A blog for better streets and public spaces in Portland, Maine.

Tuesday, May 3, 2011

You Can't Build Speed Bumps to Slow Down Thuggery

[note: excerpts of this post originally appeared on my other blog, The Vigorous North.]

This is a blog about creating better public spaces and safer streets in Portland, Maine. Typically, that's meant that I write about better architecture, or streets where cars and their sedentary lifestyle don't threaten our health and safety, or creating more affordable and egalitarian transportation options.

But yesterday I was reminded that we live in relative luxury if these kinds of issues are really the biggest ones our city faces. In many parts of the world, after all, people aren't merely threatened by car traffic and lack of economic opportunity. In many parts of the world, people are also threatened by institutionalized thuggery, rampant crime, corruption, and civil war.

I write about comparatively benign local issues I do here not because I think that those international problems are trivial, but because I believe that working locally is the most practical way for me to have a positive impact on the world at large. Creating a more sustainable community here seems to me to be the best way I can make an impact on the seemingly intractable problem of global climate change, for instance. And my activism for affordable transport and affordable housing also aims for Portland to sustain its egalitarianism while it also provides more economic prosperity for more people - including the refugee populations that are seeking new homes in Maine after experiencing terror firsthand.

Still, my focus creating better public spaces and a more sustainable, prosperous economy might lead readers to believe that Portland - or any American city, for that matter - doesn't have to worry about thugs in the streets and institutionalized racism. And that's not true, unfortunately. And the fact that it isn't true is a far bigger threat to all of us than car exhaust and distracted drivers - as deadly as those things can be.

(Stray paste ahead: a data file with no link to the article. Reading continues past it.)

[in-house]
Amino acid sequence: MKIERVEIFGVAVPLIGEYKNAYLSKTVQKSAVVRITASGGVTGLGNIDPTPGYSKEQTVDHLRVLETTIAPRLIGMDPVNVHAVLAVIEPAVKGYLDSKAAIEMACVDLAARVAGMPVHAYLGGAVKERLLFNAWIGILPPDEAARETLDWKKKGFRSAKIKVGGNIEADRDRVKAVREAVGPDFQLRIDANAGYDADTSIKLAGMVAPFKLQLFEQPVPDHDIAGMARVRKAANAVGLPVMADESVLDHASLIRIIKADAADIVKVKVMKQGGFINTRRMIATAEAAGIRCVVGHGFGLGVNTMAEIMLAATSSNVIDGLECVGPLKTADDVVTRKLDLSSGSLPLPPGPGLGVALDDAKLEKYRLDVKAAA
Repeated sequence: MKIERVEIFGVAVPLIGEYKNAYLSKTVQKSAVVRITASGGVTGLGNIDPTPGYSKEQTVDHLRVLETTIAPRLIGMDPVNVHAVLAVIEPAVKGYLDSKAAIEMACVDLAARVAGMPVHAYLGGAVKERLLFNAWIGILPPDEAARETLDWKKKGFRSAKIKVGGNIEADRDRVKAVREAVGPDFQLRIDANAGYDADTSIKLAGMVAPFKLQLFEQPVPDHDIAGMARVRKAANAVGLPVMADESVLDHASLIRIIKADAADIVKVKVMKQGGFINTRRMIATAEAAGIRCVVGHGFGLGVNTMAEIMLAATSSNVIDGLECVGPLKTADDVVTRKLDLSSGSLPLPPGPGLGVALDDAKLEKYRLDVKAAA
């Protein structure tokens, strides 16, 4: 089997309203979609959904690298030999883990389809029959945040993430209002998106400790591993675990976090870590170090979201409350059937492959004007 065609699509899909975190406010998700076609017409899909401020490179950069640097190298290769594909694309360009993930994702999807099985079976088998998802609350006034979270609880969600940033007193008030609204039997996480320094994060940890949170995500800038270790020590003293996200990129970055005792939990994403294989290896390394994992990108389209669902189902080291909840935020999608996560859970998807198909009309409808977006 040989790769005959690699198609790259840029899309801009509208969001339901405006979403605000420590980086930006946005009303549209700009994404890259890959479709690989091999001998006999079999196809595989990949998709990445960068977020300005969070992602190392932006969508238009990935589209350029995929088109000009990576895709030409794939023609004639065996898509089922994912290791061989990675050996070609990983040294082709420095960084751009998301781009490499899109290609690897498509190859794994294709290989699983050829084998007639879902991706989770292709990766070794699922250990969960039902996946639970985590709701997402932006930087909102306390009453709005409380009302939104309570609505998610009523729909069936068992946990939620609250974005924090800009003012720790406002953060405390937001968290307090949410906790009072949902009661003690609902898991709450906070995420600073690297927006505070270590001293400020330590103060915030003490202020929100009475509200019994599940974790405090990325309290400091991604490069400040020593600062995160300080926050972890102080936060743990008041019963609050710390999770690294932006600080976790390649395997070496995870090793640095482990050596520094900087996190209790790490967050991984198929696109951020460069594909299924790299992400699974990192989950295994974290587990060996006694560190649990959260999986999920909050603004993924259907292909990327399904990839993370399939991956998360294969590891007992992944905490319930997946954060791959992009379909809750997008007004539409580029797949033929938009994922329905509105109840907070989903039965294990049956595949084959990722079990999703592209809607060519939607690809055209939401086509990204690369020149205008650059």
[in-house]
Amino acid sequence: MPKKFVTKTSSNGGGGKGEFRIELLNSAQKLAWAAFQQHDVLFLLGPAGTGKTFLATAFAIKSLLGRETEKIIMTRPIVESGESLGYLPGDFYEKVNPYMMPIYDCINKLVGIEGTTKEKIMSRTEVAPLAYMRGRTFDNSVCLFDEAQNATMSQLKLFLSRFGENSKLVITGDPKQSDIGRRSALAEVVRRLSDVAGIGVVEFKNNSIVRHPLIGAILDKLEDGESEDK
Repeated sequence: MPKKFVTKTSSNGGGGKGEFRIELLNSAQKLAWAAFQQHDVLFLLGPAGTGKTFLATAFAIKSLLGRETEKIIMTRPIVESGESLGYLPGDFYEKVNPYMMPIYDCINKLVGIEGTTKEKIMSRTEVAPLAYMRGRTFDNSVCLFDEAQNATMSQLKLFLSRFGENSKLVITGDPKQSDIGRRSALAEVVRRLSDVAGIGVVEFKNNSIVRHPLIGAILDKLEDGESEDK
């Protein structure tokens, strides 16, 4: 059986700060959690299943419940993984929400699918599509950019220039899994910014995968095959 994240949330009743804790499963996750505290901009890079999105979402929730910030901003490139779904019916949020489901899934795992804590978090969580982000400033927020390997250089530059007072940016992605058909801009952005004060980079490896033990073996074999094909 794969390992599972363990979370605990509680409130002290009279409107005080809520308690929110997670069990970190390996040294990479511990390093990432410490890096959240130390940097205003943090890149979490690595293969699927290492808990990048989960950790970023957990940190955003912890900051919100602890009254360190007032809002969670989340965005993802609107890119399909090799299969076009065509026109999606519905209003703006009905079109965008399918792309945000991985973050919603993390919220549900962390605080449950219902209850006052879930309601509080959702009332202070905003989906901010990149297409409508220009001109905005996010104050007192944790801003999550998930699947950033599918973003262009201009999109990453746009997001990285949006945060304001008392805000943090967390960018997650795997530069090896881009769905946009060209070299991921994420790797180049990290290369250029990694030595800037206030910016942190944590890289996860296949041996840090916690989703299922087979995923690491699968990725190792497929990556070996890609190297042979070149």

On my bike ride to work this on Monday, the morning after the news broke about Osama bin Laden's assassination, I passed by our neighborhood mosque, just a few blocks from my house, and I saw this.

And, in addition to this, more graffiti that said "Long live the west" and "Go home."

Somewhere in this city I love there is at least one cowardly neo-Nazi who has the disgusting gall to believe that religious persecution is somehow an American value.

Seeing this provided a visceral demonstration of how rage can beget more rage. I found myself wishing I'd had the presence of mind to head outside and check on our neighbors last night when I'd heard the news. With a baseball bat.

But what good would that really have done? This is just graffiti, and it's already been painted over. American Muslims, unfortunately, have suffered much worse. The real damage is the toxic, self-consuming hatred that still persists, not only in the bitter minds of those who did this, but even in the dim intellects of presumably "upstanding" members of our community. Let's not forget our daily newspaper's publisher, Richard Connor, the dimwit who apologized for running a front-page story about local Ramadan celebrations last September 11, and then humiliated himself and his city by broadcasting his racist cowardice on national radio.

Make no mistake: the fact that Americans among us could behave this way is much more of a threat to our public safety, and to the American republic itself, than Osama bin Laden ever was.

If Osama Bin Laden's death spurs cowardly, Klan-like hate crimes like this one, then there is nothing to celebrate. The terrorists are still among us.

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